Immigration officers delivered a concrete knock on the Carbone household looking for Marco and Rodolpho. Marco shouted as he resisted the firm grip of the officers, a stunned Rodolpho pleaded with them to let him go, and a bawling Catherine hung onto Rodolpho like a leech.

“I really felt the emotion in that scene. I was actually angry,” said Christoper Silva, a senior year student who acted in the role of Marco. Silva’s effective method acting was felt in every audience member.

Outside, onlookers accumulated as Eddie and Marco stood across from each other, locking eyes like two lions prepared for a battle. Catherine and Beatrice tried to hold Eddie back and prevent him from charging at Marco.

Both men broke free from being held back and lunged at each other. Eddie pulled out a knife and brought it down on Marco. Marco grabbed Eddie’s arms and turned the blade inward, stabbing Eddie in the heart.

The turmoil transfixed the audience. A few seconds after reality settled in, they roared and cheered. The riveting performance left them craving for more of the talent that filled each scene.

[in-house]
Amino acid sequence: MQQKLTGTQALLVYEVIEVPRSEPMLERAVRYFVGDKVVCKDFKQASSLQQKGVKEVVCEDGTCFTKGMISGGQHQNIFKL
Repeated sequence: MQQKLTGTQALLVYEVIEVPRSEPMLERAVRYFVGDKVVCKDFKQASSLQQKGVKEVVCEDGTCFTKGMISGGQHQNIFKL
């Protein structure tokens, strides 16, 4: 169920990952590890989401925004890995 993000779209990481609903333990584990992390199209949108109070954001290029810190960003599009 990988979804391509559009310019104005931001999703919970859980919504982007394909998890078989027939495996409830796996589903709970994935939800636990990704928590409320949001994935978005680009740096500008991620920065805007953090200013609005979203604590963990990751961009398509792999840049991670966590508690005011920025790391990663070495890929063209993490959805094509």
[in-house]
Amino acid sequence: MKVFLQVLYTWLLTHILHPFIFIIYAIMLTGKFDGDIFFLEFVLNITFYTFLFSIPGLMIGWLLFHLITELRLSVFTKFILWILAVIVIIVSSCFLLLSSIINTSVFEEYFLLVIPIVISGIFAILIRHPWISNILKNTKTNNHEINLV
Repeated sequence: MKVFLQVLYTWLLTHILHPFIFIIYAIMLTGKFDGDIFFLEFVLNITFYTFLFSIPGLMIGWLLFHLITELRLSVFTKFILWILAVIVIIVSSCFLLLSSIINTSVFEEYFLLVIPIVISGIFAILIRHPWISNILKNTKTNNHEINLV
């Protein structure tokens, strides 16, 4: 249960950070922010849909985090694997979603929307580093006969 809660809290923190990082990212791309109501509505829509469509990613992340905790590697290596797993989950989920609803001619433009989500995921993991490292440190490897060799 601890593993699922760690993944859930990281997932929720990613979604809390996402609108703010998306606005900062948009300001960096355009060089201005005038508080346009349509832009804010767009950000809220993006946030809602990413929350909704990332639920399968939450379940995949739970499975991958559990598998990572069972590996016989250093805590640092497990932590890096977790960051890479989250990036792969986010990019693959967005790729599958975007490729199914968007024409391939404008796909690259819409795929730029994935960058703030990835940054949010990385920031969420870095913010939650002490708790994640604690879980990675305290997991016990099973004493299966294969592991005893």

Moller’s direction connected the audience to every character, making “A View from the Bridge” feel like more than just a play.

“I’ve been at John Jay since 2002 and have participated in eleven plays. This was the most talented cast I have ever seen. I am proud to have worked with Moller” said Professor Donaldson.

Angel Ortiz, a sophomore featured in the play as Rodolpho, is a member of JME Entertainment Productions.

With a profound sense of honor, Ortiz stated “I am happy it happened. Now it’s time to close this book and open the next one.”

The expectations of a college level performance were indisputably exceeded thanks to Miller’s writing and Moller’s direction.

The unfolding events of a forbidden love versus a young love had the audience on the edge of their seats. In truth, the successful “A View from the Bridge” left viewers salivating for the next home production.